Our landfills are full of garbage. You might think that landfills are ugly and smell. Well, wake up folks, that’s nothing compared to the pollution that is caused as garbage decomposes, leaking toxins such as mercury, lead, and arsenic, into our soil and groundwater. Food in landfills breaks down into methane, a dangerous gas that is responsible for global warming. And did you know that cow flatulence is methane and accounts for a third of the methane in the atmosphere? Humans eat a tremendous amount of beef, so we have over a BILLION cows on Earth. We need to stop eating beef.
Aboriginal people believed that everything in our natural world had a place and deserved respect. They understood that all living things, including themselves, contributed to the health and well-being of all other living things. Indigenous peoples knew it was important to find ways to live together in harmony, and believed that we can all live comfortably without damaging nature.
When they hunted, they made sure that during the springtime, females and their babies were never killed. When harvesting crops, they waited until the plants had produced seeds for the following year. They always made sure that there was enough food for at least 7 generations to come.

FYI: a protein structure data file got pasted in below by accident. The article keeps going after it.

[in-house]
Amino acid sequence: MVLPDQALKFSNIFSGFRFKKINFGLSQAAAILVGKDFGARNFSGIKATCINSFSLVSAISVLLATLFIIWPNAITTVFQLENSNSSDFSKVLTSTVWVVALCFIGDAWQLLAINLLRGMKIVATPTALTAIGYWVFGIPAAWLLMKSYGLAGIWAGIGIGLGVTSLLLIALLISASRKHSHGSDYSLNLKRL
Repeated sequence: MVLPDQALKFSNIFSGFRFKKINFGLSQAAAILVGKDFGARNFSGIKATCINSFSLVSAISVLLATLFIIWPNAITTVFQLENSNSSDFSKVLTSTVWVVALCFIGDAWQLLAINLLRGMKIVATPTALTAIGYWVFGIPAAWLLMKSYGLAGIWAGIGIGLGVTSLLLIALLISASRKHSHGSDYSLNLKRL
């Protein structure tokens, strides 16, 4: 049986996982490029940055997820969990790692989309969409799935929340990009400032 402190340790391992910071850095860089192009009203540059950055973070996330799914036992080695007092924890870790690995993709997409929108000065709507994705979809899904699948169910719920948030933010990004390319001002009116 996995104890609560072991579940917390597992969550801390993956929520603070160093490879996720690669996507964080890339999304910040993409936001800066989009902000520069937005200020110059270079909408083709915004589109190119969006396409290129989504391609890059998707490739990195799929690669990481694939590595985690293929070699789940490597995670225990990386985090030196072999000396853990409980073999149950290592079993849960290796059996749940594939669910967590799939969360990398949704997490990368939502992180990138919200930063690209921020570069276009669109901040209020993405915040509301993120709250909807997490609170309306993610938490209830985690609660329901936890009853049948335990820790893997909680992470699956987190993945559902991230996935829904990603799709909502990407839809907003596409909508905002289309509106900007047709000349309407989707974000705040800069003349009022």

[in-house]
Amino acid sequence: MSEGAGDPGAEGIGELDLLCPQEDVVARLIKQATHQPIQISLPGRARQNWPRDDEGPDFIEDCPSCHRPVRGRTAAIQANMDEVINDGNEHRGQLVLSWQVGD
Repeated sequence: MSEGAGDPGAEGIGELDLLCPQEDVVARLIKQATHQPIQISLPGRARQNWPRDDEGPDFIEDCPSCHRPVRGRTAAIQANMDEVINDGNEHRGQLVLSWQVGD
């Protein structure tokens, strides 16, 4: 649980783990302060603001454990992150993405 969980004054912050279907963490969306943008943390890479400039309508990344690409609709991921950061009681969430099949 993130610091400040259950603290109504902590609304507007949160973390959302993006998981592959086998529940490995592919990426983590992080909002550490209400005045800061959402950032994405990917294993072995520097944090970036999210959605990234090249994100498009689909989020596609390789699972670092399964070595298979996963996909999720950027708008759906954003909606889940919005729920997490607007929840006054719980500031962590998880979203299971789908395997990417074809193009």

Some of our governments have realized the importance of sustaining our natural environments, and have consulted with aboriginal groups to develop resource management skills and environmental laws. However, other governments dismiss environmental concerns and allow industry to destroy habitats, and pollute the air and water. So another key to protecting our planet is to become more active in petitioning governments to make laws that force industry to take better care of our natural resources. A shocking fact is that every year industrial fishing leaves 100 million pounds of plastic garbage in our oceans! Why is that allowed?
I remember watching the Bill Nye video where he had a Jenga game all set up with each block representing an aspect of nature. He slowly began pulling out species that are presently at risk for extinction. I’m sure you can imagine the complete collapse after just a few of those blocks were pulled out. Scientists do speak about “the point of no return”, an estimate of how much time Earth has before there is no more time left to fix the problems we are experiencing today.
Getting back to the first key in caring for our environment, educating our youth, schools should be spending far more time teaching science. This is an easy thing to do since it can be done through both language and math programs. Science subjects are relevant in many aspects of life, are interesting and practical, and they teach children problem-solving skills.
People need to put pressure on our government to adjust the curriculum to learn skills through science topics. Then our youth will have a better appreciation for Earth, and be more able to deal with the environmental problems that past generations have saddled them with.
Hopefully, as all people become more aware of issues facing our natural world, enough concerned citizens will put pressure on our governments to develop policies and laws that value our environment. As someone once said, “If you aren’t part of the solution, then you’re part of the problem”. Let’s all be part of the solution.